Last year, I received a message on Twitter from a woman I had never met offering me an internship, just because she was a GW alumna and had enjoyed one of my Hatchet columns.
Sometimes, in the midst of all our complaining about the University, it’s easy to forget that there are thousands of alumni who dealt with the same issues long before we got here. Now, many are doing great for themselves, and they haven’t forgotten about us.
Though we may become frustrated with GW and question whether we should pour our money into this school, we’re lucky to have what seems like such a strong alumni network. As a new group of students heads into the workforce this year, we should be optimistic about their future success and willingness to help us down the road.
Our predecessors haven’t disconnected themselves from the student body just because they’ve graduated. While they don’t appear to be very attached to the University itself – our alumni giving rate is about 10 percent – it certainly feels like they’re there for us.
Our alumni know what it was like to be in our shoes, and they generally look back fondly on their experiences. In a survey released in 2012, about 65 percent of the Class of 2010 said they would choose GW again. This should reassure us that we made the right choice, too.
Rachel Brown, assistant provost for university career services, told me in an email that alumni help students through GWork, LinkedIn groups, career fairs, alumni dinners and classroom presentations. She said her office knows “based on conversations we have each day” that alumni like to hire other alumni.
Last month, the University released the results of a post-baccalaureate survey of the Class of 2013. I wasn’t surprised to see that 72 percent of those graduates chose to stay in D.C. and the Mid-Atlantic. They’re close enough to connect with us, and they often do.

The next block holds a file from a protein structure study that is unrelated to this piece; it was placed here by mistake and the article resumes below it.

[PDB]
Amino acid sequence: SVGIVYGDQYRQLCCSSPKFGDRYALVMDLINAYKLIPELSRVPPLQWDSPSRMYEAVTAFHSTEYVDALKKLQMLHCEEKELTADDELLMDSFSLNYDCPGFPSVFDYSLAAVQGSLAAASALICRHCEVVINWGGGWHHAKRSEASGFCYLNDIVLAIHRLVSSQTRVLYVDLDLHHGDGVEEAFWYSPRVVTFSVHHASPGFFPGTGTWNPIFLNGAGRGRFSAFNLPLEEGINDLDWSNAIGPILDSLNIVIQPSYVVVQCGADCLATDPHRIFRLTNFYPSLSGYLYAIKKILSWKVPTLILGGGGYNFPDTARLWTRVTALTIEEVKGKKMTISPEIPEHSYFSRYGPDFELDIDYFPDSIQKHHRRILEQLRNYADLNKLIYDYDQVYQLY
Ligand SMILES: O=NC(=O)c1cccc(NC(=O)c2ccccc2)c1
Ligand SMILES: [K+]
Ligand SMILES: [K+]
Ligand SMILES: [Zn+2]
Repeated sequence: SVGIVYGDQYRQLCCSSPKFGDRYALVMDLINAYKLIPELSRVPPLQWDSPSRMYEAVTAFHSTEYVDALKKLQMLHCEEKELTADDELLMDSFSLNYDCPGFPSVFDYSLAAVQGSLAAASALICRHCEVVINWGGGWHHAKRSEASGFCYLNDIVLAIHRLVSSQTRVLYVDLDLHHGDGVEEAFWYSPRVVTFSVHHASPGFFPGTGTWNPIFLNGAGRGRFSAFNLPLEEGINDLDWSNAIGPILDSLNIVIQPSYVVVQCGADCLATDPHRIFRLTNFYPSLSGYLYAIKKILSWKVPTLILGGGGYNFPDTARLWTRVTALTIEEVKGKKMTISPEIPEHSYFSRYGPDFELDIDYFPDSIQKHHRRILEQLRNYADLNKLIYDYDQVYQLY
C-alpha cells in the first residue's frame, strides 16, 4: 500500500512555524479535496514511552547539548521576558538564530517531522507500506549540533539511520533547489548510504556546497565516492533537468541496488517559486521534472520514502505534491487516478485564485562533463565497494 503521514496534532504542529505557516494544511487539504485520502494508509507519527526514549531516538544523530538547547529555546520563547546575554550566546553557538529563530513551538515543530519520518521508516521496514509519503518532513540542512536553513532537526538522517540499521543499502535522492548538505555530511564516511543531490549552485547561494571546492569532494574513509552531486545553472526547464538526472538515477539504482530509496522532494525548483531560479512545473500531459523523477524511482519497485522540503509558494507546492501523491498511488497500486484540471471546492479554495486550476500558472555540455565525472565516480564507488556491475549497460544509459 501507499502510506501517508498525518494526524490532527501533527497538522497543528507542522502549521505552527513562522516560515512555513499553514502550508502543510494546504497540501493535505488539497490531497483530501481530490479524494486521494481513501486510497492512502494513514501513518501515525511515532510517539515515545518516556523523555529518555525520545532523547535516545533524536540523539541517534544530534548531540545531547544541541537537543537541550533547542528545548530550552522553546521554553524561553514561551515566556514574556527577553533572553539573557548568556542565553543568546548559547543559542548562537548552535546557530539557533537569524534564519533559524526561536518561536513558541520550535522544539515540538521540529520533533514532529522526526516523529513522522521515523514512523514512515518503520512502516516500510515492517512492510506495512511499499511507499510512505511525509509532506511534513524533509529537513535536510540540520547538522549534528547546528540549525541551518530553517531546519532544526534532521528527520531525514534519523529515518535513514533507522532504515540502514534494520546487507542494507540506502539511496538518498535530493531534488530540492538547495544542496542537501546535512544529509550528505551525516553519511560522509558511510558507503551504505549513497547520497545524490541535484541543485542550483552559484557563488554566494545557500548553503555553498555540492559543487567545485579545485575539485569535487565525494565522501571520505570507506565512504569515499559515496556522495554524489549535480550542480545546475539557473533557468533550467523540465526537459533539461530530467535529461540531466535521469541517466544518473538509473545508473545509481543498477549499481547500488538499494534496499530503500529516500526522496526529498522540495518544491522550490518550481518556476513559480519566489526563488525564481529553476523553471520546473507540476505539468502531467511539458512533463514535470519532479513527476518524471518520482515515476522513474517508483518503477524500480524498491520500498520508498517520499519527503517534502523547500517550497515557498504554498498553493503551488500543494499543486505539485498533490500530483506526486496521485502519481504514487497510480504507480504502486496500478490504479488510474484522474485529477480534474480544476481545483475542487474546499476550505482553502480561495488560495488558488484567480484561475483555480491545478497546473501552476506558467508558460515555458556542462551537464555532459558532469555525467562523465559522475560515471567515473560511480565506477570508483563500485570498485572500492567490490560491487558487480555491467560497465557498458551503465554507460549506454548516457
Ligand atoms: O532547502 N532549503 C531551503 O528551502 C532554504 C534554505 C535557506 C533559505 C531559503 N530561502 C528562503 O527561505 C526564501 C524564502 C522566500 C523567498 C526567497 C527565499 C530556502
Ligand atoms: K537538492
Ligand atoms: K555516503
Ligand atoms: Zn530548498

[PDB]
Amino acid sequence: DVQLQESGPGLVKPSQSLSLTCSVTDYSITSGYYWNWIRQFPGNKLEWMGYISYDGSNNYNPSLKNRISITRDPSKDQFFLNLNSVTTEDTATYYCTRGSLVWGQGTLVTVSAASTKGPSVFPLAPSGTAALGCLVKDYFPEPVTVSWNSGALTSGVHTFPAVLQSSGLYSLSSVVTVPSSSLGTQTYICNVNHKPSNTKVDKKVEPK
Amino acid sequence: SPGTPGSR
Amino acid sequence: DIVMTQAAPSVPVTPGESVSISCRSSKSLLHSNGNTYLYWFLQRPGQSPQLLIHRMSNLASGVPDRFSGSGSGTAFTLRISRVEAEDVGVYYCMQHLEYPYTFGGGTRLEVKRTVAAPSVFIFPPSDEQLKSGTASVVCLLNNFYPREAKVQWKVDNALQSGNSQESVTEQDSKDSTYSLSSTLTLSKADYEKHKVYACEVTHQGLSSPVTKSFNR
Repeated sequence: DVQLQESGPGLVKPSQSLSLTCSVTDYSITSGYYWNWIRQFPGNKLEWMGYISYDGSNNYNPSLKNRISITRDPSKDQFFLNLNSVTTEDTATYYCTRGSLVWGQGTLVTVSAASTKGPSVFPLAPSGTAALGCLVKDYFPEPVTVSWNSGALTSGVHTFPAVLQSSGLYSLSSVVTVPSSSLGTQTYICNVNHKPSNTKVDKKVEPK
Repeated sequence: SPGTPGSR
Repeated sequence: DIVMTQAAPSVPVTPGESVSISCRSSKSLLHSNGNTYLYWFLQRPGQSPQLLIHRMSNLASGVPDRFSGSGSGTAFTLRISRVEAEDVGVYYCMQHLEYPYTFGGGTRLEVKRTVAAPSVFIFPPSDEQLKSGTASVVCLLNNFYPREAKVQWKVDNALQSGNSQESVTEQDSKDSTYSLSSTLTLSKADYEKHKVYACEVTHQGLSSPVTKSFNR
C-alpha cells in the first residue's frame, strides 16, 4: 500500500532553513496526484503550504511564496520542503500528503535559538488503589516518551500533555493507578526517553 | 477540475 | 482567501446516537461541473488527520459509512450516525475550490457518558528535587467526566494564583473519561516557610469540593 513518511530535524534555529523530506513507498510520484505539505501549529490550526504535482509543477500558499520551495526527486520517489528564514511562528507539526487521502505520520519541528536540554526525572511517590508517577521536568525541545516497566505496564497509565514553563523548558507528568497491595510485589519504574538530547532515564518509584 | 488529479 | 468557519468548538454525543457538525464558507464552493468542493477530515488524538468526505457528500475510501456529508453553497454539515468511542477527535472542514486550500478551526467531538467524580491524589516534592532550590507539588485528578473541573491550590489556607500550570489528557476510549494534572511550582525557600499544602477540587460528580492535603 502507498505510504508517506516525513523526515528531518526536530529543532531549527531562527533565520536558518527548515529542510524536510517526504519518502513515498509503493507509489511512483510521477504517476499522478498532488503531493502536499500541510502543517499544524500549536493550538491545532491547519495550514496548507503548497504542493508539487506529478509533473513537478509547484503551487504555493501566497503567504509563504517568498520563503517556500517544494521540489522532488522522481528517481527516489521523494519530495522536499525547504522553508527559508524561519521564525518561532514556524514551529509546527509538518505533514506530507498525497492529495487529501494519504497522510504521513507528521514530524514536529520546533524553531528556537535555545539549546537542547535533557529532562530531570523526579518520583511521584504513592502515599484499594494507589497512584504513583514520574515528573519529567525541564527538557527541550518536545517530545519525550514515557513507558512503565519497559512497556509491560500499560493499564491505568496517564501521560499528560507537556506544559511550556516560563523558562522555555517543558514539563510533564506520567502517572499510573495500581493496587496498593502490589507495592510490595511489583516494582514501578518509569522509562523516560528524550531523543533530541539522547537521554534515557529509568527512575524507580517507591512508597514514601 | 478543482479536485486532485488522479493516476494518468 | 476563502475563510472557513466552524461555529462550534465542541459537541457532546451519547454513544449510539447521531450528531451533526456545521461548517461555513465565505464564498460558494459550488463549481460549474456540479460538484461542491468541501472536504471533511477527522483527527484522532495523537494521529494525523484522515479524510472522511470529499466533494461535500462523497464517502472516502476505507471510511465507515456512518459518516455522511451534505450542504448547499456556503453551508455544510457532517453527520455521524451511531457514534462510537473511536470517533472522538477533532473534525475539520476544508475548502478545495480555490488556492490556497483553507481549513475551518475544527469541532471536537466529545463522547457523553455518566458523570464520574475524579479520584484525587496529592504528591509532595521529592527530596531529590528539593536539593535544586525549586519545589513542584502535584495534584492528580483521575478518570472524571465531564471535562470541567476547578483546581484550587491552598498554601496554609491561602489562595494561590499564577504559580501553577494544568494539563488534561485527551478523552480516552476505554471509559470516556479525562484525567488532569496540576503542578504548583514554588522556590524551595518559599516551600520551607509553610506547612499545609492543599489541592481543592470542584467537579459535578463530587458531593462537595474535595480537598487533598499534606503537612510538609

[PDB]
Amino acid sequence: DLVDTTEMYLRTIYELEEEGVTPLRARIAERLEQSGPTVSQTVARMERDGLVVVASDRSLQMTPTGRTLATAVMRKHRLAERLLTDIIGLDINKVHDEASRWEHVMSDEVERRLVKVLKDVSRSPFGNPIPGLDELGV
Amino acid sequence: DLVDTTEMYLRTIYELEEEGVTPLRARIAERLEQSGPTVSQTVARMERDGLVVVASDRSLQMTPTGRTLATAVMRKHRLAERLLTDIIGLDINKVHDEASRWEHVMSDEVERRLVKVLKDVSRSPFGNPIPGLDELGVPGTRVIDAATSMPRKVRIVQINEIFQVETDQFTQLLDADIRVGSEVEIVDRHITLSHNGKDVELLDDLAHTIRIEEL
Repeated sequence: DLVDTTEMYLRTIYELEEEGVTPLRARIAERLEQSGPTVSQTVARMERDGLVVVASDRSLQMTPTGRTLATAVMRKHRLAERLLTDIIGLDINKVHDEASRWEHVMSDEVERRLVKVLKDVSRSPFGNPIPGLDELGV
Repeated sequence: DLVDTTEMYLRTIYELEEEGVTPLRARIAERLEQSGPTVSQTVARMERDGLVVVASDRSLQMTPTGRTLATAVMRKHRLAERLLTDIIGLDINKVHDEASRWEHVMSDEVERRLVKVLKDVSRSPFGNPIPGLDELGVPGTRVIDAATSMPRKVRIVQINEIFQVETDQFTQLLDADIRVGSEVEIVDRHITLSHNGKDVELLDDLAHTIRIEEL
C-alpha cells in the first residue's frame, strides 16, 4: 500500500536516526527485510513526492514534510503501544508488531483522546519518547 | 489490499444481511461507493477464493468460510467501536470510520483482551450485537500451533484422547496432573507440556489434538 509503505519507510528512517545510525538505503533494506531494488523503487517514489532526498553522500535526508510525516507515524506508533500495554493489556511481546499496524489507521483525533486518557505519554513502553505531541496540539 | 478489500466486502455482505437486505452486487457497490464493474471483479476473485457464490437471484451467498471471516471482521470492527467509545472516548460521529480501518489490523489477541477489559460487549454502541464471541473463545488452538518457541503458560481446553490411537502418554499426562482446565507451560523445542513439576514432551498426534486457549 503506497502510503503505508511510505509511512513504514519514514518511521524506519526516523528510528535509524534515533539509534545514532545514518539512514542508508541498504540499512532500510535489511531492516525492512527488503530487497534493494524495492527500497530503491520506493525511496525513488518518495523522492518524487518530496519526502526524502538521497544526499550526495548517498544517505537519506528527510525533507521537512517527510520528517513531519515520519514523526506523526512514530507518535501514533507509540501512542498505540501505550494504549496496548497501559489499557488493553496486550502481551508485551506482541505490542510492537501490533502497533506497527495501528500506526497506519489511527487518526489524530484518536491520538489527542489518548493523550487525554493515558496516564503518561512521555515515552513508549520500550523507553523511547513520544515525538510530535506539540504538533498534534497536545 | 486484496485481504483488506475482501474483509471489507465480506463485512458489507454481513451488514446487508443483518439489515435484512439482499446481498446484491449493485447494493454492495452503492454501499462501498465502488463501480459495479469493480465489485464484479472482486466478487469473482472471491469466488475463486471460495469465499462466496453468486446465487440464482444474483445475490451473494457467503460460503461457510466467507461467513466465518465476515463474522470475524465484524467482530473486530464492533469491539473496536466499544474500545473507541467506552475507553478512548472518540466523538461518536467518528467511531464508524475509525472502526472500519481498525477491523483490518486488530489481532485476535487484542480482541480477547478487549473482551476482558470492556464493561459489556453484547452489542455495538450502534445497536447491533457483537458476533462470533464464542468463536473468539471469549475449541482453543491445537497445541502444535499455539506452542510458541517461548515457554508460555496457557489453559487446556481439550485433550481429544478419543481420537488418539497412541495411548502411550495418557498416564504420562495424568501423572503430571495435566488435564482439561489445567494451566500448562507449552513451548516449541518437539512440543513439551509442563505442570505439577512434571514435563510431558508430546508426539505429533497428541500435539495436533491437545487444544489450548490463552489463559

Not only do we have an expansive alumni network, but individual student organizations also have their own unique ties to former students. Alumni of the student improv group receSs, for example, come back to campus to participate in events.
“Having a good alumni network allows us to kind of build upon the comedic base we’ve built in the past,” said Kevin Palermo, a sophomore member of receSs.
In my experience, alumni have come to the School of Media and Public Affairs to speak in almost all of my classes. They always offer a business card or an email address at the end of their talks. Sometimes, they even recommend that we use their names if we’re interested in an internship at their organizations. If I took each of them up on their offers, I’d have connections at places like Politico and CBS.
Many alumni, especially recent graduates, empathize with current students. They paid the high tuition, experienced the crushing pressure to find internships and even had some of the same professors. They will help us now because they’re often in a good position to do so.
It’s easy to name plenty of notable GW grads – like Kerry Washington, Dana Bash, Eric Cantor and Colin Powell – but they aren’t the only successful ones.
The University mainly used the 2013 post-baccalaureate survey to gauge how alumni were doing out on their own. The results are encouraging: A little more than 90 percent of respondents had secured their “next steps,” which means they were either employed, volunteering, furthering their education or had joined the military. More than 900 students filled out the survey, a 42 percent response rate.
After graduation, the Class of 2014 will not only start to advance their own careers, but also gain experience they can use to guide us.
Sarah Blugis, a sophomore majoring in political communication, is The Hatchet’s contributing opinions editor.